Apple Adjusts DMA Plan to Offer Direct Downloading of Apps From the Web (With a Big Asterisk), Custom Link-Out Screens, and Marketplaces Solely for the Distribution of a Developer’s Own Apps

Apple Developer News, yesterday:

Developers who’ve agreed to the Alternative Terms Addendum for Apps in the EU have new options for their apps in the EU:

  • Alternative app marketplaces. Marketplaces can choose to offer a catalog of apps solely from the developer of the marketplace.

  • Linking out to purchase. When directing users to complete a transaction for digital goods or services on an external webpage, developers can choose how to design promotions, discounts, and other deals. The Apple-provided design templates, which are optimized for key purchase and promotional use cases, are now optional.

These two tweaks follow three others from a week ago. The first new one, above, means a company like, say, Adobe or Microsoft, can offer a marketplace just for their own suite of apps. The second is a bigger concession — effectively, the elimination of mandatory Apple-designed scare sheets for link-outs to the web. It sounds like the second truly eliminates anti-steering provisions for developers who opt into the new EU rules.

And then, boom, the big one:

Web Distribution, available with a software update later this spring, will let authorized developers distribute their iOS apps to EU users directly from a website owned by the developer. Apple will provide authorized developers access to APIs that facilitate the distribution of their apps from the web, integrate with system functionality, back up and restore users’ apps, and more. For details, visit Getting ready for Web Distribution in the EU.

So direct downloads — single-app sideloading from developers’ own websites — are now an option. The devil is in those details though:

To be eligible for Web Distribution, you must: [...]

  • Be a member of good standing in the Apple Developer Program for two continuous years or more, and have an app that had more than one million first annual installs on iOS in the EU in the prior calendar year.

  • Agree to, among other things,

    • Only offer apps from your developer account.

    • Be responsive to communications from Apple regarding your apps distributed through Web Distribution, particularly regarding any fraudulent, malicious, or illegal behavior, or anything else that Apple believes impacts the safety, security, or privacy of users.

    • Publish transparent data collection policies and offer users control over how their data is collected and used.

    • Follow applicable laws of the jurisdictions where you operate (for example, the Digital Services Act, the General Data Protection Regulation, and consumer protection laws).

    • Be responsible for handling governmental and other requests to take down listings of apps.

The eligibility requirement of having an app with over 1 million annual installations in the EU is a high barrier. The intention, obviously, is to limit web distribution to ostensibly trustworthy developers. But it’s sort of a catch-22: the entire feature is by definition intended for developers who want to distribute their apps outside Apple’s App Store (or anyone else’s EU app marketplace) — but the only way to qualify is to have at least one very popular app in the App Store or an app marketplace.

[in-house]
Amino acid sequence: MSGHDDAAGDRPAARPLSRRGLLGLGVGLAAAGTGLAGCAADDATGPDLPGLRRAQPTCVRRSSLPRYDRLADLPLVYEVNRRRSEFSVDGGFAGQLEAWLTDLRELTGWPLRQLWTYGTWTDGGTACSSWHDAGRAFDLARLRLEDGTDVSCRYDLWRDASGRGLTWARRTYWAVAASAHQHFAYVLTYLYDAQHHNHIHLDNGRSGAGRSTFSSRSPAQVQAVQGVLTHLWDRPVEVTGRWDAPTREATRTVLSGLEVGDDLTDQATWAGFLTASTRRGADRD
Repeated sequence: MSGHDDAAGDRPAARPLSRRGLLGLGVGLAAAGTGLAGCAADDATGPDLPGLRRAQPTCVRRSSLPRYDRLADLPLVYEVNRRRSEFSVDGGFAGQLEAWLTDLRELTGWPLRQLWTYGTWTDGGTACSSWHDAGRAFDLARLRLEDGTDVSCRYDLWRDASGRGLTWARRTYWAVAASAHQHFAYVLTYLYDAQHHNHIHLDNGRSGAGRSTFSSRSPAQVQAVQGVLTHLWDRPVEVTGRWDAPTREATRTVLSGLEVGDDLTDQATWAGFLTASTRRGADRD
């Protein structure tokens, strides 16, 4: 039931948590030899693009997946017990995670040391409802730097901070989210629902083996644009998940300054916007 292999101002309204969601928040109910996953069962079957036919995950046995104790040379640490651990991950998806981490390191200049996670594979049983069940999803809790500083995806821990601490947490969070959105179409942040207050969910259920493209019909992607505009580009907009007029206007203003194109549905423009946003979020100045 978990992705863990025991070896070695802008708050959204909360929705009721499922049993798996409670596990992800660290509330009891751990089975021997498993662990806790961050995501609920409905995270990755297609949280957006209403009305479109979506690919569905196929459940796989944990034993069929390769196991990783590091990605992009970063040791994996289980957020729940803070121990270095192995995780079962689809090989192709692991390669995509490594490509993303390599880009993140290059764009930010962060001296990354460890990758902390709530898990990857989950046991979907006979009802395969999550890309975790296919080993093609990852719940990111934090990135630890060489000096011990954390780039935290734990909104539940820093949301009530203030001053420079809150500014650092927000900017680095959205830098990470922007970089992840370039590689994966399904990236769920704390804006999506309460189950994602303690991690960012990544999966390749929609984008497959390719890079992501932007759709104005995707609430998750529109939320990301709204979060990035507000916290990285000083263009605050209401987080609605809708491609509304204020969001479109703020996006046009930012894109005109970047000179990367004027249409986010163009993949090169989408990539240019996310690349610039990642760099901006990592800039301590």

If this change is at the behest of the EC, via back-channel feedback, the EC is seemingly only concerned with large developers. And to me it makes no sense that this change — a huge one — came from anywhere but back-channel communications with the EC. Apple’s presentation of its original compliance plan, just six weeks ago, went out of its way to emphasize that requiring all apps to go through a marketplace — and requiring stricter eligibility requirements for marketplace providers than regular developer accounts — was in the name of user security. If Apple had wanted to offer direct downloads of individual apps from developers’ own websites, they would have included this from the start. But given that the feature will be available “later this spring” — which I take to mean before WWDC — they were seemingly already working on it, preparing for the EC to say, publicly or privately, that the DMA requires it. But if Apple had wanted to allow web distribution, it would have been part of the initial announcement.

Almost all the changes Apple has made to its compliance plan, so far, are merely policy changes. Marketplace providers no longer necessarily need to obtain a million-dollar stand-by letter of credit. Developers who opt into the new EU rules can now change their minds and go back to the original business terms. Corporations with multiple developer accounts can opt into the new rules on an account-by-account basis, instead of all-or-none. Companies can create marketplaces solely for their own apps. All just policy changes. And all of those policy changes quite likely are the result of direct feedback from developers. It’s easy to imagine that Apple never considered that a company with multiple developer accounts might want only to move some of those accounts to the new business terms. I don’t see why Apple would begrudge any of these changes, even an iota. They can be filed under “Sure, we just didn’t think of that.

That link-out screens may now contain promotional and pricing information, and don’t need to follow Apple’s templates — that’s a mere policy change too, but one I suspect Apple does begrudge. And it’s obviously something developers want. Do you want a very plain-looking, totally unbranded screen, that emphasizes more than anything that you’re leaving the safe confines of the Apple ecosystem? Or would you like to design your own screen, in your own style, with your own emphasis? This, to me, reeks of a change at the behest of the EC.